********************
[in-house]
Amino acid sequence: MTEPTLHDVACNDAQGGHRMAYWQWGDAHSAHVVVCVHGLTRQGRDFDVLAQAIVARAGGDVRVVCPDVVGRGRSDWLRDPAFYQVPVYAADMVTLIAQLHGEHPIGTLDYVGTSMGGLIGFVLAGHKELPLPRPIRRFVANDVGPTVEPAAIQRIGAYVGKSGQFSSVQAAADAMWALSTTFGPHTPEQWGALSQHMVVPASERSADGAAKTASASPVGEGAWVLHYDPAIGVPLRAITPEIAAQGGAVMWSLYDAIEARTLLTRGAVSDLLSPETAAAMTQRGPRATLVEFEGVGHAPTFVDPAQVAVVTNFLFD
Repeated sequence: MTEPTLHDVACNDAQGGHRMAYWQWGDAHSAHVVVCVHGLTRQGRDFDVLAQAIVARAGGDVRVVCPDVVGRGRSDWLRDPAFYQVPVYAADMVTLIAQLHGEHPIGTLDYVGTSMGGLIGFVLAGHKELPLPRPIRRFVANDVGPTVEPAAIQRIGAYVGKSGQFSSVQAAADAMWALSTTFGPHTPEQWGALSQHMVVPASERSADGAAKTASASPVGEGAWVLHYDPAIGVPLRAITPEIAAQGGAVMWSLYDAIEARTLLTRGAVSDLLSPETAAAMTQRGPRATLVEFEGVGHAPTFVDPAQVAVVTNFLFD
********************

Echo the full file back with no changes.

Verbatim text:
[in-house]
Amino acid sequence: MTEPTLHDVACNDAQGGHRMAYWQWGDAHSAHVVVCVHGLTRQGRDFDVLAQAIVARAGGDVRVVCPDVVGRGRSDWLRDPAFYQVPVYAADMVTLIAQLHGEHPIGTLDYVGTSMGGLIGFVLAGHKELPLPRPIRRFVANDVGPTVEPAAIQRIGAYVGKSGQFSSVQAAADAMWALSTTFGPHTPEQWGALSQHMVVPASERSADGAAKTASASPVGEGAWVLHYDPAIGVPLRAITPEIAAQGGAVMWSLYDAIEARTLLTRGAVSDLLSPETAAAMTQRGPRATLVEFEGVGHAPTFVDPAQVAVVTNFLFD
Repeated sequence: MTEPTLHDVACNDAQGGHRMAYWQWGDAHSAHVVVCVHGLTRQGRDFDVLAQAIVARAGGDVRVVCPDVVGRGRSDWLRDPAFYQVPVYAADMVTLIAQLHGEHPIGTLDYVGTSMGGLIGFVLAGHKELPLPRPIRRFVANDVGPTVEPAAIQRIGAYVGKSGQFSSVQAAADAMWALSTTFGPHTPEQWGALSQHMVVPASERSADGAAKTASASPVGEGAWVLHYDPAIGVPLRAITPEIAAQGGAVMWSLYDAIEARTLLTRGAVSDLLSPETAAAMTQRGPRATLVEFEGVGHAPTFVDPAQVAVVTNFLFD